Is an allegation of defamation a protected disclosure under whistleblowing provisions?
In order to be protected against detriment or dismissal under whistleblowing legislation, an employee must have made a qualifying disclosure. This is any disclosure of information which, in the reasonable belief of the employee making it, is made in the public interest and tends to show that one or more of the six specified types of wrongdoing has taken place, is taking place or is likely to take place. What is “in the public interest” is not defined in legislation.
Mr I was employed as a bank interpreter at a private hospital to interpret for patients who required interpreting services. He asked his employer to investigate rumours that he had been involved in breaches of patient confidentiality. He told his employer that he needed to clear his name in order to do his work properly. In a later meeting, Mr I told the employer that he felt degraded, humiliated, shocked and confused and repeated that he wanted to clear his name and restore his reputation. The employer investigated and rejected his complaint. He was later dismissed and issued claims, including that he had been subjected to a detriment for having made a protected disclosure.
The Employment Tribunal found that complaining that false rumours have been made does not amount to a disclosure of information tending to show that the employer has breached a legal obligation. In addition, the disclosures made by Mr I were not made in the public interest. They were made with a view to Mr I clearing his name and re-establishing his reputation. It found that there was no protected disclosure.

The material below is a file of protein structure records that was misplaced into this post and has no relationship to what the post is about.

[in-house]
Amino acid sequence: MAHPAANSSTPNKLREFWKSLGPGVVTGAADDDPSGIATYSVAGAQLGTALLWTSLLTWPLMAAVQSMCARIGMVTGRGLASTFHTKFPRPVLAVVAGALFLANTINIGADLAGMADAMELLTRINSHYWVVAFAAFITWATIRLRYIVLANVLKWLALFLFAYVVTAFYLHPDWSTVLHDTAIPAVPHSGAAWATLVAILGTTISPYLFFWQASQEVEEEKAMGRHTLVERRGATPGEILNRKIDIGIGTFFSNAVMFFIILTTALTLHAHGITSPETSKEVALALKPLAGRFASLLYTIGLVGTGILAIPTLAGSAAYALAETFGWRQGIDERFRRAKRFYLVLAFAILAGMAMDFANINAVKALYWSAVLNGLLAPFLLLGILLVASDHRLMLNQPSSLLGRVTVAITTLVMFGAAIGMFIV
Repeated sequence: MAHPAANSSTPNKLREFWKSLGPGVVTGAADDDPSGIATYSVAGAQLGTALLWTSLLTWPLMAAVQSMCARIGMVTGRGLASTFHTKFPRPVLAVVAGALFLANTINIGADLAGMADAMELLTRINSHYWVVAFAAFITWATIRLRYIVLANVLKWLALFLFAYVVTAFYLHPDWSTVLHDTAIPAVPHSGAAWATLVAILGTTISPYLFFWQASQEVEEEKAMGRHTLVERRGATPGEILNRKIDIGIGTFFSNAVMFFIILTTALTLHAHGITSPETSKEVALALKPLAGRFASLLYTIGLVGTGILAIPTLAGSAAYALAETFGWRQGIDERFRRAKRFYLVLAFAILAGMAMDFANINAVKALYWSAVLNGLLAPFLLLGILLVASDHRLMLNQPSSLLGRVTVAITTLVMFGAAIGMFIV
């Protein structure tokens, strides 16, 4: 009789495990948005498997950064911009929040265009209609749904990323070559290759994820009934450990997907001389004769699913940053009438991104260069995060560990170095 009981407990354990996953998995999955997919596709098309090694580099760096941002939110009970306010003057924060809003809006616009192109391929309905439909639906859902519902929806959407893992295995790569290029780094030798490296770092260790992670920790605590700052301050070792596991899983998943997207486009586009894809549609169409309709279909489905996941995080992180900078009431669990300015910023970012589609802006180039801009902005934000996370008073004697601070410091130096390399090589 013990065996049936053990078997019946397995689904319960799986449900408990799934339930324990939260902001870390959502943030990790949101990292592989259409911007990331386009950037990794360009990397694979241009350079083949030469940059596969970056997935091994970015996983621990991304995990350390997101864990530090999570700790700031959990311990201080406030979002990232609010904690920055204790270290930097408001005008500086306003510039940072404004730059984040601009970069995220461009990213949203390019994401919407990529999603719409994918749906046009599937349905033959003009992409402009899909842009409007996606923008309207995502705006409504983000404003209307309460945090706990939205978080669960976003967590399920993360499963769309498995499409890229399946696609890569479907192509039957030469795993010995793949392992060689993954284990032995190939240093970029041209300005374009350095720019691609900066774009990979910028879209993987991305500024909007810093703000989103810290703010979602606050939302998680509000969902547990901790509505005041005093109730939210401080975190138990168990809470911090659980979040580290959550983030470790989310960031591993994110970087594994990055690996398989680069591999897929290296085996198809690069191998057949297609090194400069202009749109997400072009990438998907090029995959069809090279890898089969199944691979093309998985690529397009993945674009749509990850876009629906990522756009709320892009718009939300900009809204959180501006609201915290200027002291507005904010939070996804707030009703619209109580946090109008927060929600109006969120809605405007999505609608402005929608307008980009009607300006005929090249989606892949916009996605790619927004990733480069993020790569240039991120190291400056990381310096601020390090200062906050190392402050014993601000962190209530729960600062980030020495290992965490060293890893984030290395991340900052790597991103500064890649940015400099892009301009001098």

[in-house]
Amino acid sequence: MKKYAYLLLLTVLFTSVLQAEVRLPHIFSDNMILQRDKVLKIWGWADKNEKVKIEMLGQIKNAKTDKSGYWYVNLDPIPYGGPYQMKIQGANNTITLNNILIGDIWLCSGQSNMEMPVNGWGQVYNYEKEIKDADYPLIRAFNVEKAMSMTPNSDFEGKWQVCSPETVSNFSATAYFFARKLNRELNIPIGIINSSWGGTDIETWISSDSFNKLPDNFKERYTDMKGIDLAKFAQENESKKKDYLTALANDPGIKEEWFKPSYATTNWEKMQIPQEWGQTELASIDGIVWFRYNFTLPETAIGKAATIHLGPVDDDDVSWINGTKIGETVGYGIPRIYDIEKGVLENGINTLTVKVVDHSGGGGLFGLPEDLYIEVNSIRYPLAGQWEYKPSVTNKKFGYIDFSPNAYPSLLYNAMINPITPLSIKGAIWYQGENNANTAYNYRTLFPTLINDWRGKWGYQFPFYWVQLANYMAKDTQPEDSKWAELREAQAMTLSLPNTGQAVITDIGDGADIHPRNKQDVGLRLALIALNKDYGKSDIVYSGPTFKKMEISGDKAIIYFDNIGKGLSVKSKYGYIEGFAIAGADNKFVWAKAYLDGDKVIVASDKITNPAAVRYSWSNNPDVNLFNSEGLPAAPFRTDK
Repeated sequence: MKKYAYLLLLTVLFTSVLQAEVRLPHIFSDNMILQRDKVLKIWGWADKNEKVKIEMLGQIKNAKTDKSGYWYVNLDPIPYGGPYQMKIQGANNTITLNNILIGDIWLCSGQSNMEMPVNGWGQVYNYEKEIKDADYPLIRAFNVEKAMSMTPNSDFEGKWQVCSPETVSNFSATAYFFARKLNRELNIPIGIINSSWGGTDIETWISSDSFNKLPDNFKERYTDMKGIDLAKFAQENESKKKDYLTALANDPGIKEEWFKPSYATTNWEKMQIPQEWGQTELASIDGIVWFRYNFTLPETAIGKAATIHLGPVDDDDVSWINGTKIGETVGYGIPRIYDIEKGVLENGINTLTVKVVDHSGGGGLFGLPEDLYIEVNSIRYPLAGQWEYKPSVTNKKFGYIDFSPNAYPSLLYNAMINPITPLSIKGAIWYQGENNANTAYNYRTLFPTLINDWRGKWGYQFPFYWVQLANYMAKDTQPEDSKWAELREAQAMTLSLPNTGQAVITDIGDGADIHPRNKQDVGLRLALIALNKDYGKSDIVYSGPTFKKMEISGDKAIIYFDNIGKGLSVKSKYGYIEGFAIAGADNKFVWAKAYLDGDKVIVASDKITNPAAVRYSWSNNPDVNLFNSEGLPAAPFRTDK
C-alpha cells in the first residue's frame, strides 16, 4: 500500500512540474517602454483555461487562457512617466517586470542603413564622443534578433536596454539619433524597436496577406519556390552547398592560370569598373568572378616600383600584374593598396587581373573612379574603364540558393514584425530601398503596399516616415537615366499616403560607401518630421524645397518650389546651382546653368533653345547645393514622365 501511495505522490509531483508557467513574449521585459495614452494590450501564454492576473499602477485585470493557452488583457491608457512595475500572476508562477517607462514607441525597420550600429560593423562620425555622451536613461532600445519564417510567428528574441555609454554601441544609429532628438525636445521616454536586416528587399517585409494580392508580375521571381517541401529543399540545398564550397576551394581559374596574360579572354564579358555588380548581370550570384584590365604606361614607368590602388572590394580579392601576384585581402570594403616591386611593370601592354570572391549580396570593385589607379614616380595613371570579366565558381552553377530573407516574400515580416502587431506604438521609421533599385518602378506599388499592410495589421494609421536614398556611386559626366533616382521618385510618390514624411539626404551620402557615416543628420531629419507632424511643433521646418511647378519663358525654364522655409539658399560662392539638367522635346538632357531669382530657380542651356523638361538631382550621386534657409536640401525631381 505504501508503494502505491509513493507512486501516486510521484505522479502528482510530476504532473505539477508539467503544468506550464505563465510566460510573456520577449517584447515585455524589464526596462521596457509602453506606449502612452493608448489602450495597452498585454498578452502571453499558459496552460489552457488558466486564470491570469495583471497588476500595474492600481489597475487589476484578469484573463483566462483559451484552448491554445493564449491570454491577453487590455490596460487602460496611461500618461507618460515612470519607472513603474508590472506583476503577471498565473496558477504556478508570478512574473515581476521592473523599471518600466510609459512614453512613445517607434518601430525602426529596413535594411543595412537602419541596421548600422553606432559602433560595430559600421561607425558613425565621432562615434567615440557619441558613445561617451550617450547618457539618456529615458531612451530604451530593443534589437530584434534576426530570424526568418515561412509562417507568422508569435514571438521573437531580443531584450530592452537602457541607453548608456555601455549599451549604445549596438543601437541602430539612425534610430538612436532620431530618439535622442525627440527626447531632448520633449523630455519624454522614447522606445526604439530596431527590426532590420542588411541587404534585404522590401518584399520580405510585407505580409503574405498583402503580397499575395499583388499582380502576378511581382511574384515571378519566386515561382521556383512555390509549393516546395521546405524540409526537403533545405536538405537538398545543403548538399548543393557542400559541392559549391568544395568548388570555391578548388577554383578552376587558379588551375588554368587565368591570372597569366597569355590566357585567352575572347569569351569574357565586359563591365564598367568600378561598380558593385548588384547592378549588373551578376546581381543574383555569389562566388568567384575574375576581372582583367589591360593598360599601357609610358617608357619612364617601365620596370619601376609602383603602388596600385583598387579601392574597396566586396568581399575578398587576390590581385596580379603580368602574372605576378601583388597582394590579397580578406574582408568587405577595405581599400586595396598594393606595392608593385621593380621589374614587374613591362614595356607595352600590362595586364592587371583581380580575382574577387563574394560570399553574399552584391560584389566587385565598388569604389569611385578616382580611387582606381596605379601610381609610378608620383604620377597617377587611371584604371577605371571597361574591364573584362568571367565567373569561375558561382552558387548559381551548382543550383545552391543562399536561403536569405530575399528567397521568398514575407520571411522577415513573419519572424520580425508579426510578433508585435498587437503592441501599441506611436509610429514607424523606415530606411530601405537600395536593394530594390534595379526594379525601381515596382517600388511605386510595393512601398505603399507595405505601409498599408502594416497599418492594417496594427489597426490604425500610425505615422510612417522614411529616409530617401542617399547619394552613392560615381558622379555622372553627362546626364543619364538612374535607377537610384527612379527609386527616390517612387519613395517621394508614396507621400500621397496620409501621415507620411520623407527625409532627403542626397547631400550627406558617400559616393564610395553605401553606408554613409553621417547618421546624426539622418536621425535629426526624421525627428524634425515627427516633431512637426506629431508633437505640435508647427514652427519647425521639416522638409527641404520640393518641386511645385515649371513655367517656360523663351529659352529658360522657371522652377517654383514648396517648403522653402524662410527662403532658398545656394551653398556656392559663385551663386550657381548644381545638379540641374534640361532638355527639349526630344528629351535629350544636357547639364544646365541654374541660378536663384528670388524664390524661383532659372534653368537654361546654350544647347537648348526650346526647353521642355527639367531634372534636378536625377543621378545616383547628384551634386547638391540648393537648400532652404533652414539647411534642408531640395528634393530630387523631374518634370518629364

Mr I appealed to the Employment Appeal Tribunal. He argued that he disclosed information that showed a breach of a legal obligation because it showed a breach of the duty not to commit defamation. The EAT agreed on that point and found that a complaint by an employee that others are falsely blaming him for breaches of confidentiality, of such seriousness that he has to “clear his name”, is a complaint of a failure to comply with a legal obligation.
However, the EAT agreed with the Tribunal that the disclosure did not meet the public interest test. The key questions to consider are whether the employee believed at the time that he was making it that the disclosure was in the public interest; and, if so, whether that belief was reasonable. In this case, Mr I did not have a subjective belief in the public interest element of his disclosure – his concern was only that false rumours had been made about him, and the effect of those rumours on him. Mr I had not, therefore, made a protected disclosure.
Earlier case law from the Court of Appeal has clarified there are no “absolute rules” about what it is reasonable to view as being in the public interest. Relevant factors may include the number of people affected by the issue, the nature and extent of the interests affected, the nature of the wrongdoing (particularly where it is alleged to be deliberate), and the identity of the alleged wrongdoer.
Whilst an employee must have a genuine and reasonable belief that the disclosure is in the public interest, that does not have to be the employee’s predominant, or indeed any part of the motive in making it.
In this case, the Tribunal found that Claimant was seeking to protect his personal interest. However, in other cases, even where the disclosure relates to a breach of the employee’s own contract of employment, there may be facts involved that make it reasonable to regard disclosure as being in the public interest as well as in the personal interest of the employee. This is a question of fact to be determined by the Tribunal taking into account all the circumstances of the case.
12 February 2019
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